This comparison, this nagging envy, is like an old friend–or enemy, rather. We are far from strangers, certainly. Though I have learned there are ways to head it off, by avoiding certain places or groups or books or movies, there is no way to perfectly avoid it every single time. It is an insidious creature, lurking in from back hallways and hidden doorways, just out of sight but there at a moment’s notice.

And when it shows up, whether in small ways or looming large, threatening to overtake me, I remind myself to be content. I could make lists of the things in my life I am thankful for (nieces and nephews and friends and church and job and books and music and dessert), and while they fill my life with so much wonderful, they cannot completely fill the spaces that are left from the things I want but do not have. Contentment is something single people in particular are reminded of a lot, but even the word itself is deceiving. It sounds so gentle and calm, bringing to mind a hammock swaying in the light breeze coming off a peaceful lake.

But the truth is, contentment is a battle. It is a constant struggle, a back and forth, a conscious decision time and time again to put on some blinders. I must continually keep turning my head away from all the noise that flashes what I don’t have. I know that most people don’t really have it together the way it looks, but oh, those looks can be appealing.

Except it doesn’t make my life, it doesn’t make me any better to be constantly looking around, getting distracted by everyone else’s lives. They are not mine.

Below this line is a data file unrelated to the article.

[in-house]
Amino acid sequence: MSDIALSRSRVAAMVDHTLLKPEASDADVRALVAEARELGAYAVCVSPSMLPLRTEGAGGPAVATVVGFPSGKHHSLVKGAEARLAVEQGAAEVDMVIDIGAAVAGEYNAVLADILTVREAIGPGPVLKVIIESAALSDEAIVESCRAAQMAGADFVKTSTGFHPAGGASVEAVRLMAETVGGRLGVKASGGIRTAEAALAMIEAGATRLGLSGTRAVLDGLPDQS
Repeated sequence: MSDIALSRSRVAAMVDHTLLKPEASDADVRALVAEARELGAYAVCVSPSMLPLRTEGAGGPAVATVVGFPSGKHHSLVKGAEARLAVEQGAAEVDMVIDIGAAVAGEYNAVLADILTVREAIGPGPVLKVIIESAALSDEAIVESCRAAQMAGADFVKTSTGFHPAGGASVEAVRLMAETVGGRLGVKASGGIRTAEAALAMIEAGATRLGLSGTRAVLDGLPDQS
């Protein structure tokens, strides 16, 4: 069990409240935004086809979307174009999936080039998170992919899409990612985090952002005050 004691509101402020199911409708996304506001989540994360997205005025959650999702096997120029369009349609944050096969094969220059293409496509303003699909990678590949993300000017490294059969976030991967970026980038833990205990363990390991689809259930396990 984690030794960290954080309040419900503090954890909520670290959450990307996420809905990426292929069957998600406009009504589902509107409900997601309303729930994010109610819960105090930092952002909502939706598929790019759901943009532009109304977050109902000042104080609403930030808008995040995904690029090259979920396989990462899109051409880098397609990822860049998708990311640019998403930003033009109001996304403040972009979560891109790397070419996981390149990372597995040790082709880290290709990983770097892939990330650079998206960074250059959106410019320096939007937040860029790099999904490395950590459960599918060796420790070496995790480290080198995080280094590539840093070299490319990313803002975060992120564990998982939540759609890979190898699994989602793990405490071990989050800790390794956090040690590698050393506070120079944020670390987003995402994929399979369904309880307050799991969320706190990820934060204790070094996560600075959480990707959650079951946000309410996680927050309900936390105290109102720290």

The only life I have is the one I’m living.

Til next time…

~Brianna!~

p.s. Have you ever needed to tell yourself to put on some blinders?

Top Posts of 2014

Every year I want to start my “Top Posts” post with some line about how I can’t believe another year has gone by already–because it seems like they all go by so quickly. Which is a very cliche thing to say, but it doesn’t make it any less true.

I’m finding that years as a full-time working adult feel much different than ones when I was in school. It’s easy to count accomplishments when they come in the form of papers with a letter grade, tests with a percentage, classes by credits earned. Adult life doesn’t provide me such measurable benchmarks, meaning I have to look at things that are of value in a different way–in terms of life experience, lessons learned, new ways of thinking.

One of the beautiful parts of having a blog is that it provides a way for me to chronicle some of those things as they occur. Interestingly, as I looked at the top posts of this past year, many of them centered around singleness. Apparently not only is it a topic that I have a lot of thoughts and feels about personally, but others seem to as well. So, in no particular order, here are my top 7 posts of 2014.

Singleness, Desire, and Buying the Mixer

So this is not how I planned on getting a mixer. It’s not how I wanted to get my mixer.

Because it’s not just a mixer. It feels like a symbol of how my life is going differently than I had planned or hoped. It’s one of those little things that has slapped me in the face and reminded me that I’m single but would prefer not to be.

It’s irrational, I know, to be tying my purchase of a mixer to the fact that I am single. My relationship status should not be connected to a kitchen appliance.

Dear College Graduate